According to the provisions of "National Food Safety Standard Food Additive Microcrystalline Cellulose" (GB 1886.103-2015): Microcrystalline cellulose is made of fiber plant raw materials and inorganic acid to make a slurry to make α-cellulose, and then processed to use Microcrystalline cellulose, a food additive obtained by partially depolymerizing cellulose and then removing the non-crystalline part and purifying it.
Microcrystalline cellulose is an odorless, extremely fine white short rod porous particle, not fibrous but highly fluid; insoluble in water, dilute acid, organic solvent and oil, partially dissolved and swollen in dilute alkali solution . It has high reactivity in the process of carboxymethylation, acetylation and esterification, which is extremely beneficial for chemical modification and utilization.
Microcrystalline cellulose mainly has three basic characteristics: the average degree of polymerization reaches the limit value of the degree of polymerization; the degree of crystallinity is higher than that of the original cellulose; ability.
Emulsion stability is the most important function of microcrystalline cellulose. Microcrystalline cellulose particles are dispersed in the emulsion to thicken and gel the water phase in the oil-water emulsion, thereby preventing oil droplets from approaching each other and even aggregating.
For example, yogurt has a low pH, which tends to cause the solid components of the milk to coagulate, causing the whey to separate from the mixture. Adding microcrystalline cellulose to yogurt can effectively maintain the stability of dairy products. After adding the microcrystalline cellulose stabilizer to the ice cream, its emulsification stability, foam stability and ice crystal prevention ability are greatly improved, and compared with the water-soluble polymer compound stabilizer, the ice cream is smoother and refreshing.
Microcrystalline cellulose also maintains food stability at high temperatures. Some high-viscosity aseptic foods will decompose during high-temperature processing, and the addition of microcrystalline cellulose can maintain their excellent properties. For example, adding microcrystalline cellulose to canned meat products can keep the quality of the emulsion in it at 116°C for 3 hours.
In addition, microcrystalline cellulose can improve the stability of liquids and act as a gelling and suspending agent. For example, when instant beverages are redispersed in water, uneven dispersion or low stability often occur. Adding a certain amount of colloidal cellulose can quickly form a stable colloidal solution, and the dispersibility and stability are greatly improved. Adding a stabilizer composed of colloidal microcrystalline cellulose, starch and maltodextrin to instant chocolate or cocoa beverages can not only prevent the powder of instant beverages from being damp and agglomerated, but also maintain high stability and dispersibility during brewing.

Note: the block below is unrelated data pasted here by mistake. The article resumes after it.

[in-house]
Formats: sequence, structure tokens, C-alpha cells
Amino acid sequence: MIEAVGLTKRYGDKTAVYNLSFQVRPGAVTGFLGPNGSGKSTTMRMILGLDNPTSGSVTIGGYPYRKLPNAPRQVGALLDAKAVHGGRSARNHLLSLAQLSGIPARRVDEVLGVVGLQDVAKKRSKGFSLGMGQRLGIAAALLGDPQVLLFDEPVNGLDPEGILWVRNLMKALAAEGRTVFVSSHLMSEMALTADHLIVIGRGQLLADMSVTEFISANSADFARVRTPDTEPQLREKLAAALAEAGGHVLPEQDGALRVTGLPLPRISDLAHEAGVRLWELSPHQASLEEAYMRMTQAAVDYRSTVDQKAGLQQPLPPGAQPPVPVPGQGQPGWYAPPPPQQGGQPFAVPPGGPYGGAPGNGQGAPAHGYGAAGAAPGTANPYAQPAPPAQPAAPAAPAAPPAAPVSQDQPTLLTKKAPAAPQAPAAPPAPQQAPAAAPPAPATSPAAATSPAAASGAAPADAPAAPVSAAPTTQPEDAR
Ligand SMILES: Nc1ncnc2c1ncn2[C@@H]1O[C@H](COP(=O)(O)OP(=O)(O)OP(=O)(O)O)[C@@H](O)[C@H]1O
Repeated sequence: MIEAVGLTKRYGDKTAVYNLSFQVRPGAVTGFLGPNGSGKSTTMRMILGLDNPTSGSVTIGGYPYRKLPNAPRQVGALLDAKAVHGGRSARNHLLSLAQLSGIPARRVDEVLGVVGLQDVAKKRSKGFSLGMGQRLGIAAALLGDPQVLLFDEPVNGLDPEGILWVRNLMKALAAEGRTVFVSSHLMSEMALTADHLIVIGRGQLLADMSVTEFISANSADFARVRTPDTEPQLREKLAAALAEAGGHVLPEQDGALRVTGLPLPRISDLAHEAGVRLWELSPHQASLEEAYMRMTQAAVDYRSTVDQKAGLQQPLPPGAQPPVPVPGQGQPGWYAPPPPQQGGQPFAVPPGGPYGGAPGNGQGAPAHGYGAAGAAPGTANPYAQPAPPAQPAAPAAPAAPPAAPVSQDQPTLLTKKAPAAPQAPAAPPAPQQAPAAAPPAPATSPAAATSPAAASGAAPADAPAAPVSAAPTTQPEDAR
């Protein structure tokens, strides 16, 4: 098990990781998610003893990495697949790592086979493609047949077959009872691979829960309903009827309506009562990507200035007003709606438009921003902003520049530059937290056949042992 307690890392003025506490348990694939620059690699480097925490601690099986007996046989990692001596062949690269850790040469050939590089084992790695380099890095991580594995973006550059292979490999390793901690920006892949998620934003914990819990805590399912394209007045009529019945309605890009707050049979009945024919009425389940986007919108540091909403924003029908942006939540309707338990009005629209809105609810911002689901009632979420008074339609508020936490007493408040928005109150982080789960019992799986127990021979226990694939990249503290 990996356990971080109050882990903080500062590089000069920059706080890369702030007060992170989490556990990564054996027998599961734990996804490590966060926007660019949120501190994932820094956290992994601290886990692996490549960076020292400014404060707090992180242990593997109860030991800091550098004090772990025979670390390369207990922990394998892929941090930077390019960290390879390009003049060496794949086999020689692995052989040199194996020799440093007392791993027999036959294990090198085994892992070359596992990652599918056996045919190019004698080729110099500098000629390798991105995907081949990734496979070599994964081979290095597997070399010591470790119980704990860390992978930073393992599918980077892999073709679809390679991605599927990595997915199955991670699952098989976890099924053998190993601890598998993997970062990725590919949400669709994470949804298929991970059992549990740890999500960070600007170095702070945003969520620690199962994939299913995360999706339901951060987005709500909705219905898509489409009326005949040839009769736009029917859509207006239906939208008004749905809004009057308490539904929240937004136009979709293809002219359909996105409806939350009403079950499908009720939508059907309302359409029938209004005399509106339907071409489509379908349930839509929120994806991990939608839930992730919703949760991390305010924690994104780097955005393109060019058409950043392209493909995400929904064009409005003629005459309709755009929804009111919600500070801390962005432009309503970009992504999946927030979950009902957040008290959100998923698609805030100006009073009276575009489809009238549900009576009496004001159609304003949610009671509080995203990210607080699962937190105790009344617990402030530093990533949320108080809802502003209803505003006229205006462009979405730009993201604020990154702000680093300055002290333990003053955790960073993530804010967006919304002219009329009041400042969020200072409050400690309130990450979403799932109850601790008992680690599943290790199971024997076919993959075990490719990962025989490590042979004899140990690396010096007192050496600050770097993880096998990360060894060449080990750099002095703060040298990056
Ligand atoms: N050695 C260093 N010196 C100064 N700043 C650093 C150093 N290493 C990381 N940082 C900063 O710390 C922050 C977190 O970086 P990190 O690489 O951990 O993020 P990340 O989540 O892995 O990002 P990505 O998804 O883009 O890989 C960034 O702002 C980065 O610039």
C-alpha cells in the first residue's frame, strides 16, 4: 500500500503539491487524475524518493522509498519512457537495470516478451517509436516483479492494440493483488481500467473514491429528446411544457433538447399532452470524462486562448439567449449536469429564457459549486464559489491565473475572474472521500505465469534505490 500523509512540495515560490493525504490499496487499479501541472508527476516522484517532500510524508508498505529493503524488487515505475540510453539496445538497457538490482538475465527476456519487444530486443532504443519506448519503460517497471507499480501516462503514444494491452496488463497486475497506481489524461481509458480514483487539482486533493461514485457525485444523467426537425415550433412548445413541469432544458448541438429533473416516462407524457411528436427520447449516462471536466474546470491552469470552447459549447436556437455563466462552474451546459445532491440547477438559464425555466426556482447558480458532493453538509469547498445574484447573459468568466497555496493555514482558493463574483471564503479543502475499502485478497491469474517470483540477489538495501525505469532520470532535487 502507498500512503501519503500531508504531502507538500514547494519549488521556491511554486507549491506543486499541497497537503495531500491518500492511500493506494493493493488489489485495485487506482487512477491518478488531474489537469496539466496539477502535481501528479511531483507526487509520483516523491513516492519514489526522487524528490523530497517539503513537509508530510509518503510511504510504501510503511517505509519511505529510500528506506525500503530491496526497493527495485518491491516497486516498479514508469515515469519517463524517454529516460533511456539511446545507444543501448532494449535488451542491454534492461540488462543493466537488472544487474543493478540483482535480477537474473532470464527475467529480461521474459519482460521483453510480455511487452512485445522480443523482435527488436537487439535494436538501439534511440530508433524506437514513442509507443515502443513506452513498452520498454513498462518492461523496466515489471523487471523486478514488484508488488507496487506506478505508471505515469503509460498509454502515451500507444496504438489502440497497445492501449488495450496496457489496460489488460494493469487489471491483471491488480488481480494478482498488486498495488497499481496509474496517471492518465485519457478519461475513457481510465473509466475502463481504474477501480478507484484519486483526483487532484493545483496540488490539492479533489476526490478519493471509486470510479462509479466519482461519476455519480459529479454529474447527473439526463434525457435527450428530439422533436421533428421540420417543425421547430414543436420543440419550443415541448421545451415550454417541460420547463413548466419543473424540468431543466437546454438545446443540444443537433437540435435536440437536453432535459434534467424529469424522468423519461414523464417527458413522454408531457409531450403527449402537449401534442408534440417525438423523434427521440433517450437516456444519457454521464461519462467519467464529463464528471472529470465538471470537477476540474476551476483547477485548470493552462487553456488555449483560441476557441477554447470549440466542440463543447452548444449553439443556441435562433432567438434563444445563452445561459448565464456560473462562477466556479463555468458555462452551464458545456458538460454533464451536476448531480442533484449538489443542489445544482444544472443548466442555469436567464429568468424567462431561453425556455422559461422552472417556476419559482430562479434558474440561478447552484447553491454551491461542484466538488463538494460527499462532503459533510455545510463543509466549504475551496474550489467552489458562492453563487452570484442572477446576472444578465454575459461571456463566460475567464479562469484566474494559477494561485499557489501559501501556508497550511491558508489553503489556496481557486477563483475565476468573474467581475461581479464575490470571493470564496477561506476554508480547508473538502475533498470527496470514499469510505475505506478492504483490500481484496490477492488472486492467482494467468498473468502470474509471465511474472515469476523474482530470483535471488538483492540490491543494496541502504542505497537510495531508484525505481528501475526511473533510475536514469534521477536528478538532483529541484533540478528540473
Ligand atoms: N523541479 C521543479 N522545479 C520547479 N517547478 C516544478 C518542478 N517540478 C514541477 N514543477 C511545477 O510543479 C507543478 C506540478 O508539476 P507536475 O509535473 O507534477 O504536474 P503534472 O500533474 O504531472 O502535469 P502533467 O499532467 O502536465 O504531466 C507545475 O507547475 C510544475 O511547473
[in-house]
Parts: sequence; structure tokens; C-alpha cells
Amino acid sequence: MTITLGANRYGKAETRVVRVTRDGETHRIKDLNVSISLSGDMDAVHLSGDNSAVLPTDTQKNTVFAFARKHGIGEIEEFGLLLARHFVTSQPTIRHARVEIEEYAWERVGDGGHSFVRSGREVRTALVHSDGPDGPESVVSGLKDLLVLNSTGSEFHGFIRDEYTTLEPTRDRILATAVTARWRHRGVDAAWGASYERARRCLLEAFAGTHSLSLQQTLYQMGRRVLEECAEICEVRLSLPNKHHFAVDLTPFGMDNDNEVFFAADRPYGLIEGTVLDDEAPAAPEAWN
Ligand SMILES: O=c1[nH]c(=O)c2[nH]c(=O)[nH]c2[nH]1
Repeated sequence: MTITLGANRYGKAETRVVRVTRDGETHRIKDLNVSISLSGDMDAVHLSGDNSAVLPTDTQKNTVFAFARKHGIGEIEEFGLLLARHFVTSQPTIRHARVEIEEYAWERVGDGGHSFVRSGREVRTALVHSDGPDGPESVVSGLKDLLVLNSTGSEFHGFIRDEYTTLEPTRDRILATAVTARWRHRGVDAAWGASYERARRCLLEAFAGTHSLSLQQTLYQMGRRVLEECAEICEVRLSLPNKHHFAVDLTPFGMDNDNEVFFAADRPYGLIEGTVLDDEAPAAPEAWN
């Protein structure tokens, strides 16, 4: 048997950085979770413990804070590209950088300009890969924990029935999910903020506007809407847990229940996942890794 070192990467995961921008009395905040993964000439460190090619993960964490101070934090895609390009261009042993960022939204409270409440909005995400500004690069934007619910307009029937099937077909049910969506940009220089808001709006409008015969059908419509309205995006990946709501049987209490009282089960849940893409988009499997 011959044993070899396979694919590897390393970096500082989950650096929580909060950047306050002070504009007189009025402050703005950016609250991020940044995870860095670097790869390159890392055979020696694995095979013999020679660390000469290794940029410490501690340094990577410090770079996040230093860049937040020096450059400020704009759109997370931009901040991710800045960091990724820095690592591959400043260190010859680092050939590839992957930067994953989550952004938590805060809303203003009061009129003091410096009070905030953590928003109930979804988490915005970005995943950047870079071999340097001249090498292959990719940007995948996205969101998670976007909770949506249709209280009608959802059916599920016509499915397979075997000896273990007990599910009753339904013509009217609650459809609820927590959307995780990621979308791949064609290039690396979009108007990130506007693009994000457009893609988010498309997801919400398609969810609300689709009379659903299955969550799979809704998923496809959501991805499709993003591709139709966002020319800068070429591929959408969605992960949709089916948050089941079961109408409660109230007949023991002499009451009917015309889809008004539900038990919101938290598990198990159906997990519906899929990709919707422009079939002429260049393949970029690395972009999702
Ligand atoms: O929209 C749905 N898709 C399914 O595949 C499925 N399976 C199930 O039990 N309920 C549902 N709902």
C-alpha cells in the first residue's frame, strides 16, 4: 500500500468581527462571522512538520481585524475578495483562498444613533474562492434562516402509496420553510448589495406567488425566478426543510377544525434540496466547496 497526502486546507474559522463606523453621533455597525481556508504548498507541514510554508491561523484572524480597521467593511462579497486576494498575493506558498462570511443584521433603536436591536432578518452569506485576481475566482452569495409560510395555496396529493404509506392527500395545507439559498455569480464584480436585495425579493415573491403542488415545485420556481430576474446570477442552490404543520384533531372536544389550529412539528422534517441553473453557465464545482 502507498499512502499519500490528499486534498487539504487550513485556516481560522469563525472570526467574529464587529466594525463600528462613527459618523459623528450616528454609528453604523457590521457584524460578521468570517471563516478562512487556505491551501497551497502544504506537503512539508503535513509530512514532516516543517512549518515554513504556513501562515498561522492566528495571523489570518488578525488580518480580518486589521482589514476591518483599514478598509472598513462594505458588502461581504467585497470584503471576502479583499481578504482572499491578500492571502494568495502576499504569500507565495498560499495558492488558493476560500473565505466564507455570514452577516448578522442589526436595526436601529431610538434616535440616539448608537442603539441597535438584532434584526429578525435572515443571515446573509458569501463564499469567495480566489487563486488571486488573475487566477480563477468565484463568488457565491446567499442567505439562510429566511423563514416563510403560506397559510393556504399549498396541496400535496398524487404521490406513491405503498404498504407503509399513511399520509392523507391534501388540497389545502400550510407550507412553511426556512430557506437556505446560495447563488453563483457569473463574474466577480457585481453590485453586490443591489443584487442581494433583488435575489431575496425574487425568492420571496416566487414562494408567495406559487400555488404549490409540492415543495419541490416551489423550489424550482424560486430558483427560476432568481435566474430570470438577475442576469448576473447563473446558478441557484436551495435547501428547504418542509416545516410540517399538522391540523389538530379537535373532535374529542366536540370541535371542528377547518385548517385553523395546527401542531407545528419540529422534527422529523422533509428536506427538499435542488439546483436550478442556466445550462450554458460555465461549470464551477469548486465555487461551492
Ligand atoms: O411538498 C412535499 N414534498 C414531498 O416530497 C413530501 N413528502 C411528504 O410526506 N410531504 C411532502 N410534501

As a non-nutritive filler and thickener, microcrystalline cellulose can improve food structure. The flour substitute obtained by mixing microcrystalline cellulose, xanthan gum, and lecithin is used in baked goods. When the amount used is not more than 50% of the original amount of flour used, the original taste can be maintained and the palatability can be increased.
Adding microcrystalline cellulose to frozen confections can control the formation of ice crystals. During the frequent freezing-thawing process of frozen desserts, the presence of microcrystalline cellulose acts as a physical barrier, preventing the crystal grains from aggregating together into large crystals. For example, as long as 0.4%-0.6% microcrystalline cellulose is added to ice cream, it is enough to prevent the texture and structure of the ice crystal grains from changing, and the microcrystalline cellulose particles are extremely fine, which can increase the taste and improve the texture.
Microcrystalline cellulose can also be used to reduce the calorie content of foods. If it is used in salad dressing, it can reduce the calorie content; when making various cooking oil seasonings, adding microcrystalline cellulose can also prevent the oil from separating from the sauce when heated or boiled.
Due to the adsorption of microcrystalline cellulose, foods with high mineral content can be obtained through the adsorption of metal ions. For example, Germany uses microcrystalline cellulose with high carboxyl content to absorb iron ions and calcium ions, and adding it to food not only increases the nutrition of the food, but also does not change the taste of the food.